Shuhei Matsuo Post, a 35-year-old Tokyo businessman, was always ignorant about the patriarchal mindset existent in society and how it impacted women and girls.
Shuhei Matsuo spent most of his adolescent years in the United States. After returning to Japan, the identity crisis hit him, as he felt that it was important to fit in the stereotypical image of a Japanese man which is deeply rooted in chauvinism.
When he took up a job in 2014 in Hong Kong, he met Tina Post, who changed his perspective towards stereotypical gendered notions. She discussed with him how men had been socially conditioned to behave in a certain way and the inherent bias that exists in society.
"The more I learned about gender bias, the more I saw it in everyday life," said Shu adding that gender discrimination exists everywhere and harms everyone.
When Shu and Tina decided to get married in 2017, neither of them wanted to give up their family names. Both of them believed that surnames were an integral part of personal and family identities. They decided that they would adopt each other's surnames post their marriage.
Tina adopted the non-hyphenated double-barrelled name first, then Shu followed the same. This gave both of them the opportunity to retain their birth names as well as acknowledge their new marital status.
Tina Post changed her name to Tina Matsuo Post in the US. It hardly took her and it hardly took her 15 minutes. But it was not the same for her husband. It took eight months to get his name legally changed from Shuhei Matsuo to Shuhei Matsuo Post in Japan.
At present, Japanese law requires that married couples should take one of the spouses' family names. However, in case of marriages between a Japanese national and a foreign national, this law is not applicable.
If you are a Japanese male-female couple getting married, there are no in-between options available such as hyphenating your last names, keeping your family name as your middle name or combining both of your last names into a new name.
It has been a trend in Japan where women take up their husband's surname. According to South China Morning Post, 96 per cent of Japanese women assume their husband's name.
Shu was not ready for the work that followed. After he changed his surname, he had to update his passport, driving licence, credit card, airline mileage card, email account, business card, etc.
Eventually, after following all the procedures, Shu's activity logs turned into a self-published book, named I Took Her Name, which was released in December.
At present, Shu is on seven months of paternity leave, and he is now using social media to share his story about turning into a male feminist. But, Tina holds a different opinion.
"I don't really think that he's representing women, I feel more that he's representing men and showing that it's possible for us to be in it together," she said.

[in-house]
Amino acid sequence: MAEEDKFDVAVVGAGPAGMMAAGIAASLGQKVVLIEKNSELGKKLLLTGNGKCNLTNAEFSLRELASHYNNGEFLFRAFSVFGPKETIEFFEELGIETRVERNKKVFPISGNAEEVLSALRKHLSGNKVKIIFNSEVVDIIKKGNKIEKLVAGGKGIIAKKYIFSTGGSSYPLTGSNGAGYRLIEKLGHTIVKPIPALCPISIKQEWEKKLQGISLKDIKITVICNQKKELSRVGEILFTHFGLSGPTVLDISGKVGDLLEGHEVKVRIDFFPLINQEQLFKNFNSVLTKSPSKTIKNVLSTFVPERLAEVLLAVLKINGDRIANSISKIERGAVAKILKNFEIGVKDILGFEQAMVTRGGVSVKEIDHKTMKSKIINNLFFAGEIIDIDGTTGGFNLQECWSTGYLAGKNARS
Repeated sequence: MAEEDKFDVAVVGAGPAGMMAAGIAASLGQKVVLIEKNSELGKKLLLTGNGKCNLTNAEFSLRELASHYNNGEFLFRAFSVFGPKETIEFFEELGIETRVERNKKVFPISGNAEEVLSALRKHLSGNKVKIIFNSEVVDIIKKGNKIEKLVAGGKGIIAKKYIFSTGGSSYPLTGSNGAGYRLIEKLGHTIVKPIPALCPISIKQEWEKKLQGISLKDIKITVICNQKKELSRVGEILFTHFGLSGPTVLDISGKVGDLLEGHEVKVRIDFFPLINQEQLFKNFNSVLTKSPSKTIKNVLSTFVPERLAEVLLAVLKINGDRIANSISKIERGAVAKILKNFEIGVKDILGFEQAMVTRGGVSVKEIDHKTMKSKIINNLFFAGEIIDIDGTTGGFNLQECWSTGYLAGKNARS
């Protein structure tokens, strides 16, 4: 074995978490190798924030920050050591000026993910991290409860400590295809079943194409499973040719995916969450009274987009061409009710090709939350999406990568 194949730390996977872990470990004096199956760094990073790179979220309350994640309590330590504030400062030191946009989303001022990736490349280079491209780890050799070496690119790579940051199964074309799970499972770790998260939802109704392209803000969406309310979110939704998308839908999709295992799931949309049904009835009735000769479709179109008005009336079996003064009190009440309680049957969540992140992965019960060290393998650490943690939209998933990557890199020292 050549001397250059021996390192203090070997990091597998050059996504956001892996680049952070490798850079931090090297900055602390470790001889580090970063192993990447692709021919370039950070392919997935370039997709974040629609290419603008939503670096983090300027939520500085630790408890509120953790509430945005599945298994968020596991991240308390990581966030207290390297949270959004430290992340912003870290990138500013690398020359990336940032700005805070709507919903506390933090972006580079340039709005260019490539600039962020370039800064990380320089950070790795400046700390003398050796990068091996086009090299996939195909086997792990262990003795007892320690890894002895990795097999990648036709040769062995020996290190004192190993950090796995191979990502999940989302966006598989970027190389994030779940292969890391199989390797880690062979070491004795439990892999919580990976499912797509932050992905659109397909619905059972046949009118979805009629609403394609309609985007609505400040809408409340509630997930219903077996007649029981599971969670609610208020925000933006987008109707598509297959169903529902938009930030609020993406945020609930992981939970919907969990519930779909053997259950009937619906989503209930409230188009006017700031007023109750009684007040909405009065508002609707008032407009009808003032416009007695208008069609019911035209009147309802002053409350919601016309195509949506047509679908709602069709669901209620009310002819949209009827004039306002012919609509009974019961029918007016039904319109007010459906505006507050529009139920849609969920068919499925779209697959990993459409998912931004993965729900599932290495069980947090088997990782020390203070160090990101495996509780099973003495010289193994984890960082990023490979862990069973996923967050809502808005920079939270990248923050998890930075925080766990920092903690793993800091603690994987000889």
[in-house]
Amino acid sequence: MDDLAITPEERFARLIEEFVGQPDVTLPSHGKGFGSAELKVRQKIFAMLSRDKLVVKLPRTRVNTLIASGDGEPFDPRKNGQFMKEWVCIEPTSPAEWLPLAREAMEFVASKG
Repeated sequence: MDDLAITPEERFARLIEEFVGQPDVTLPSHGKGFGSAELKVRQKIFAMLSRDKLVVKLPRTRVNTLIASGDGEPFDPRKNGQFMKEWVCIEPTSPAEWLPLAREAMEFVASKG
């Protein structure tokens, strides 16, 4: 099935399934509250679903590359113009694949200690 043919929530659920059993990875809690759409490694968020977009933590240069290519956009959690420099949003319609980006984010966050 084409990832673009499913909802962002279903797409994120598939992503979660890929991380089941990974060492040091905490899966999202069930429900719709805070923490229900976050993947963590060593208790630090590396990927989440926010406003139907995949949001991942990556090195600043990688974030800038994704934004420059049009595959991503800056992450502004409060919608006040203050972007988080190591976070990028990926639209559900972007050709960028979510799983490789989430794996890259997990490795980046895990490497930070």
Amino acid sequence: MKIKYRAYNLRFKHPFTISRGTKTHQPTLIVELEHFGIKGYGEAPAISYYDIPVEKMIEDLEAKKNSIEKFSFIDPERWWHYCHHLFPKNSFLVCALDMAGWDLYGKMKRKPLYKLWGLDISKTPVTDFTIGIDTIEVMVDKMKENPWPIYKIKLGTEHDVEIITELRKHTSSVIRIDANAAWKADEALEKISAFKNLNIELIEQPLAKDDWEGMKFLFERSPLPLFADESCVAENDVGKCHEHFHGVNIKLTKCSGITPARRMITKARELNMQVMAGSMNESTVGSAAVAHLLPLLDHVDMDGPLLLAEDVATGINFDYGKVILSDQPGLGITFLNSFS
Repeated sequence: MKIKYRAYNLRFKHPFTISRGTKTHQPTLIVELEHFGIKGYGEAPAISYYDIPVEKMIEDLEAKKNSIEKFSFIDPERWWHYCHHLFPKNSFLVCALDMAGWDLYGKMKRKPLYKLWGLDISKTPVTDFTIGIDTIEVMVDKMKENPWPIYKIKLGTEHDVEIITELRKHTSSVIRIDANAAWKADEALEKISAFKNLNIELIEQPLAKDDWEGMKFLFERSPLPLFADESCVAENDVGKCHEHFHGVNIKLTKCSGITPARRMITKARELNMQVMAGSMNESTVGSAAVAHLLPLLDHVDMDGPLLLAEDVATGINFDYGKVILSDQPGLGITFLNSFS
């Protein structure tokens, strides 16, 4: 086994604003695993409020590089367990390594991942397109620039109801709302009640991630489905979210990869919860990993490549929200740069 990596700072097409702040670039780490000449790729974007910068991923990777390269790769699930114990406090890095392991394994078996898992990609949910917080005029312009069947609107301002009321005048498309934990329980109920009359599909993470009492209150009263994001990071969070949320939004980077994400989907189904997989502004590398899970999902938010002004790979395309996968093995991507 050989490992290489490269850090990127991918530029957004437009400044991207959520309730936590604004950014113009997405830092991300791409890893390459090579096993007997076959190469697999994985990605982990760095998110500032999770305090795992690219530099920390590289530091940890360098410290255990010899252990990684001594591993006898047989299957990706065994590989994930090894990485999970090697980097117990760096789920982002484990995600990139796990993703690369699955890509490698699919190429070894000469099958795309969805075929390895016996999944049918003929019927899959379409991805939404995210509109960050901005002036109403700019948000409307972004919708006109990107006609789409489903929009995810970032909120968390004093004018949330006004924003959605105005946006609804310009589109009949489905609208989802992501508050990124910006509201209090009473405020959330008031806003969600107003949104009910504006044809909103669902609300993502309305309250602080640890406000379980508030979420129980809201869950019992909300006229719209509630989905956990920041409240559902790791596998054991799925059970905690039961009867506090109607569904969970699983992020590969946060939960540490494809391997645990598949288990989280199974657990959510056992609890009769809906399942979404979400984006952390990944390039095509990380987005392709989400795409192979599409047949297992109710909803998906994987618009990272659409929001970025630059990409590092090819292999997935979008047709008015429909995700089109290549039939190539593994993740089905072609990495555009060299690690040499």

According to Tina, Shu is highlighting the flawed thinking in Japanese society.
Tina teaches gender and linguistics to high school students and mentions that they are not perfect feminists. She adds that they are working hard on their critical thinking and open-mindedness.
Leading An Example For Others
Shu mentions that heterosexual men must begin to acknowledge the privileges that they enjoy in their daily life. He acknowledges that it is not easy to get Japan's men to follow him, especially the older generation. "It's impossible to call out every sexist behaviour you see. I sometimes miss the opportunity to educate others. Start with whatever you're comfortable with, with your circle of friends or family members," Shu said.
In Japanese society is discrimination against women is tolerated and accepted as part of daily life.
To end discrimination Shu said men can do two things to help fix this-taking part in housework more actively, and taking extended childcare leave.
Shu said gender equality benefits everyone, men and women. In Japan, traditional norms of masculinity prevent them from asking for help on mental health issues despite being at higher risk of dying by suicide. As per data, in 2019, men accounted for 69.8 per cent of total suicides in Japan.
While one could observe sexism prevalent across many aspects of life, Shu thinks gender equality starts at home, and families are at the front line.
"I truly believe in leading by example," Shu said. "I know I'm just one person, but I can make a difference in my community. When I recently heard that my colleague, who is becoming a father next month, saw what I did and decided to take time off to look after his newborn, that makes me happy."
Shu explains that by talking to the younger generation about pushing for equality between the sexes, they could be set for a better future for all.
Shu wants to spend more of his time educating young adults than dealing with stubborn old men. He says that the present-day high school and college students have received the education that he didn't get and this gives him I hope for the future.
"I imagine my children or grandchildren laughing about the time when gender inequality existed because their world will be much more equal," he said.
He hopes that day will come and imagines a future free from any gender-bias.